Third Birthday Party: Daniel Tiger

Veronika is three! Daniel Tiger is such a natural theme for this age, since almost every preschooler is going to be familiar with that friendly tiger face. The birthday girl needed attire to set the stage, of course, sporting a personalized Katerina Kitty Cat t-shirt printed with her name and age.

Daniel Tiger invitation templates are easy to purchase online, making invites a cinch!

You can likewise find Daniel Tiger party supplies with ease. We ordered from Birthday in a Box for a tablecloth, plates, napkins, and party hats. Red and yellow balloons from the local toy store kept up the color-scheme, along with red plastic utensils and serving bowls, and yellow napkins. If you have any Daniel Tiger toys or figures, add them to the display!

Because kids at this age still tend to engage in parallel play rather than directed activities, we set up four stations that the little guests could rotate through at their own pace. The stations included:

O the Owl’s Reading Nook

Miss Elaina’s Music Shop

Daniel Tiger’s Craft Table

and Katerina Kitty Cat’s Dress-up Box

That left Prince Wednesday’s royal feast for the final touch!

For a mid-afternoon party, we kept the noshes simple. We needed a big fruit salad in keeping with the show’s frequent fruit banquets in the enchanted garden. We added chips and dip and then dessert, including store-bought vegan vanilla cupcakes and a homemade pumpkin cake for fall flavor. Spiced Pear Cider was the perfect beverage!

Plus there was an autumnal selection for the grown-ups:

Finally, friends went home with trolley-shaped treat boxes. The items inside featured trinkets that Daniel Tiger might enjoy, including a colored pencil for craft time, a bouncy ball for playground play, a magnifying glass for nature walks, bubbles (not shown), and a few candy treats (Smarties and lollipops).

Veronika declared the party grr-ific!


Fall Birthday Treats

The flavors of fall lend themselves perfectly to drinks, desserts, and other treats for special occasions. I prepared the following two recipes as part of Veronika’s third celebration, but they would be equally at home at a grown-up birthday party or other fall gathering!

Pumpkin Poke Cake:

  • 1 (15-ounce) package yellow cake mix
  • 1 teaspoon cinnamon
  • 1 (15-ounce) can pumpkin
  • 1 (12-ounce) jar non-dairy caramel topping
  • 1 (11-ounce) jar sweetened condensed coconut milk
  • 2 cups non-dairy heavy whipping cream (such as Silk)
  1. In a bowl, whisk together the cake mix and cinnamon, then add the pumpkin and stir until moist. Spoon the batter into a greased 9×13-inch baking dish; the batter will be thick.
  2. Bake at 350 degrees F for 25 minutes, or until a pick inserted in the center comes out clean. Cool completely.
  3. Using the handle of a wooden spoon, poke holes all over the surface of the cake. This is a fantastic step for kids to join in! Reserve 1/4 cup caramel topping for later, and stir together the remaining caramel topping and condensed coconut milk. Pour over the cake and into the holes, spreading evenly.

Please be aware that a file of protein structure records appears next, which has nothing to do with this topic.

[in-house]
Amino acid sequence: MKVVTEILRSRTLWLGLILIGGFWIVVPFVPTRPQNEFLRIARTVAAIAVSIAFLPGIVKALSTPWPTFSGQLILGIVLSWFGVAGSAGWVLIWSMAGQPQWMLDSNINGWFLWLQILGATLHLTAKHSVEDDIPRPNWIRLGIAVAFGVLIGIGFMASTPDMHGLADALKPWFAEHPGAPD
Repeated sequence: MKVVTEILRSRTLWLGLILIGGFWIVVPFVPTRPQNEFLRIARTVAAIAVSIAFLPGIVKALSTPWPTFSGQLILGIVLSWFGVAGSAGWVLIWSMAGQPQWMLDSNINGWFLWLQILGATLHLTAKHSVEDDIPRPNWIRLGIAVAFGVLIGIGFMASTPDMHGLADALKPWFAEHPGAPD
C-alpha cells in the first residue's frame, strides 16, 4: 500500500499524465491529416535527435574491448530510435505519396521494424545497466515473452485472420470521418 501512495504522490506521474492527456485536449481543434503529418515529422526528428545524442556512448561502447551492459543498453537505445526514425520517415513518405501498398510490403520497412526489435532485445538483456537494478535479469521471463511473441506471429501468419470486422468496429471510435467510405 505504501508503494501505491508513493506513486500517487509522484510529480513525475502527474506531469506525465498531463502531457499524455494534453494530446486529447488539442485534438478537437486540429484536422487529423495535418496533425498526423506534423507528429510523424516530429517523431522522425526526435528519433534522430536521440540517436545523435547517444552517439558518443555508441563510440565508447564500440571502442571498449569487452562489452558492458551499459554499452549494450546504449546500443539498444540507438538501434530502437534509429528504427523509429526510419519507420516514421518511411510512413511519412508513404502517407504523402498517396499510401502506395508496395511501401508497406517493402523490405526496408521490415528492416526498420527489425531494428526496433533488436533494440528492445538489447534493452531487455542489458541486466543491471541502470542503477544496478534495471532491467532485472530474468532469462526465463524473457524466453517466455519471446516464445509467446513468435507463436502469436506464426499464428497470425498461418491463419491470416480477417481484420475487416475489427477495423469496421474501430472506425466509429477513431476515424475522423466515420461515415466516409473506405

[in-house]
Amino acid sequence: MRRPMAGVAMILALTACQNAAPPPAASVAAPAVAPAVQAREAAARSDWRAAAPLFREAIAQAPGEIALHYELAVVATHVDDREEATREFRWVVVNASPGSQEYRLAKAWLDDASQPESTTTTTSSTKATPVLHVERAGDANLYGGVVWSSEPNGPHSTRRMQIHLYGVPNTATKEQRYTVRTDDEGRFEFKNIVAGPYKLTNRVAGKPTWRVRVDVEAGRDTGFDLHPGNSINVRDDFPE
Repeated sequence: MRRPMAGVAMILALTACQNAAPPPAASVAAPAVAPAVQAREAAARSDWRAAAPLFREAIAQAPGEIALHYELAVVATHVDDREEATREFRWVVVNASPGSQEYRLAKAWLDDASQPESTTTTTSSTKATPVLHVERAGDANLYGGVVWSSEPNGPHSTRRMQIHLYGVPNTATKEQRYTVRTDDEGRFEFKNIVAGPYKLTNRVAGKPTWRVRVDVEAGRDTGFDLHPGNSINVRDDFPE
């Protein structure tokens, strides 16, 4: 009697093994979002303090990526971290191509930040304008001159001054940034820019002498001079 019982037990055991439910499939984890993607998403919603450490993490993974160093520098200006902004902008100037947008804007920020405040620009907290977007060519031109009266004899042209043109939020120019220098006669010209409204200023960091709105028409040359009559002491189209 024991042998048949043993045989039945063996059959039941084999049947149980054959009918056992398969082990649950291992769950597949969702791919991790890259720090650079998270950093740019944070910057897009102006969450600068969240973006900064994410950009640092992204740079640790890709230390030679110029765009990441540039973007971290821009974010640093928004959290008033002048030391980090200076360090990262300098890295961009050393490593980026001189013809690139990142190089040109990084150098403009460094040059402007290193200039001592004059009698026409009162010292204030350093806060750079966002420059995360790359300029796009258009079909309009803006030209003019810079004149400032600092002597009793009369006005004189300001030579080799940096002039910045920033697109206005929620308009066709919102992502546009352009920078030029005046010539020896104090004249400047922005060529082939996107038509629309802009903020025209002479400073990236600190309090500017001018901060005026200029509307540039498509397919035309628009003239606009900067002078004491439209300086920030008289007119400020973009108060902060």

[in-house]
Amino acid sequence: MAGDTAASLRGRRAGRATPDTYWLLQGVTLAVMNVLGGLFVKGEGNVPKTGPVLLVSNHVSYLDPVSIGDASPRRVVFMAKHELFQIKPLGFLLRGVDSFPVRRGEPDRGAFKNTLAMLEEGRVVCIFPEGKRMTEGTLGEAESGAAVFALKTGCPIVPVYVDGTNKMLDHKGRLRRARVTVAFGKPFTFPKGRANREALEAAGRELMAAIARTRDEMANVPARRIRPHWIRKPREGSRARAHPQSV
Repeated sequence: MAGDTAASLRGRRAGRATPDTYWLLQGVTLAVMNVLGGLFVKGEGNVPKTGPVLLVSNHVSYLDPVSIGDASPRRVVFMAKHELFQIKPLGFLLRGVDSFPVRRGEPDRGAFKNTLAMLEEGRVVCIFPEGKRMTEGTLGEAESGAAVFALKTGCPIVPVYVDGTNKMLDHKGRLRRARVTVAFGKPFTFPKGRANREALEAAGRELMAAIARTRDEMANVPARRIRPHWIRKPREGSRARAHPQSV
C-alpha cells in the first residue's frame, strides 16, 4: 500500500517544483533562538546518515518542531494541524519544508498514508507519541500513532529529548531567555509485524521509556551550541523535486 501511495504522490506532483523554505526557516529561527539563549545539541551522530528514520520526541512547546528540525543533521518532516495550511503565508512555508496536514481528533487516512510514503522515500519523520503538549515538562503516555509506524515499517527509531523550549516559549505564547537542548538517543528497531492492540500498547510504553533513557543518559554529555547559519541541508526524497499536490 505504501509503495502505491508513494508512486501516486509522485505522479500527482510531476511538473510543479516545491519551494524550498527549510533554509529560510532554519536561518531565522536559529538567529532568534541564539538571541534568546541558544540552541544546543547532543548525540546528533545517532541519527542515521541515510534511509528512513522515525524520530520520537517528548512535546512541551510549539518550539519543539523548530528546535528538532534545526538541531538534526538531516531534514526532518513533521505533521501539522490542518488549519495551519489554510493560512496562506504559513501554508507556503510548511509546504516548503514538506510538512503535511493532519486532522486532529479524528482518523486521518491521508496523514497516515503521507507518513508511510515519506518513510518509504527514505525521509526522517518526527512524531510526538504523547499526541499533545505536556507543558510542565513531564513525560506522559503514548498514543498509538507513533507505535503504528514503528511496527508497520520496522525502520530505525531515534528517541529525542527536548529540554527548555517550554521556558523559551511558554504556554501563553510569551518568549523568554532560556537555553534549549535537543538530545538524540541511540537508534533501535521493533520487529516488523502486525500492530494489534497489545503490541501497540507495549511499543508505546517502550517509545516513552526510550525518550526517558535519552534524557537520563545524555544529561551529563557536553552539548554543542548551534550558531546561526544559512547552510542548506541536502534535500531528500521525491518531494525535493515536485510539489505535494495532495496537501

4. Meanwhile, beat the heavy cream with a stand mixer until medium peaks form (about 3 minutes). Spoon over the cake, spreading evenly, and refrigerate for at least 2 hours and up to 3 days.
  5. Just before serving, dust the cake with additional cinnamon to taste and drizzle with the reserved 1/4 cup caramel topping.

Slow-Cooker Pear Cider


  • 8 pears
  • 1 orange
  • 6 cinnamon sticks
  • 1 (2-inch) piece fresh ginger
  • 1 tablespoon whole cloves
  • 1 tablespoon vanilla extract
  • 1/3 cup maple syrup
  1. Cut the pears into quarters and place in the bottom of a slow-cooker. We used a mix of red Bartlett and green Anjou pears, for a beautiful color contrast.
  2. Peel and slice the orange and add to the slow-cooker, along with the cinnamon sticks, ginger, and cloves. Cover and cook on high for 4 and 1/2 hours.
  3. Srain the mixture through a fine-mesh sieve into a large bowl or pitcher. Stir in the vanilla and maple syrup, and chill until ready to serve.

The cider can be served warm or chilled.

Spooky Halloween Science Kiwi Crate

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The kids have been loving Halloween-themed crates from Kiwi Co this spooky season, and we had time for just one more before the big night. The final crate we unboxed featured multiple projects, all relying on static electricity. The crate was the perfect combination of the explicable (science!) and the supernatural (witches, and ghosts, and eyeballs, oh my!).

The first experiment was Rolling Eyes. Travis helped wrap foam balls with foil, then attach cooper sticker dots at the top. The eyes are then placed inside a spooky box graveyard covered in clear plastic.

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Travis loved rubbing the provided fabric square across the plastic for a slow count of 15 seconds. Let the eyeballs drop and… They roll! One half of the eyeballs is repelled by the static charge and the other is attracted, meaning they skitter about on the surface.

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This was frightful and delightful to watch!

Next up, Travis made Dancing Ghosts. He decorated the provided thin paper shapes, which then attach into wooden gravestones and trees with foam dots.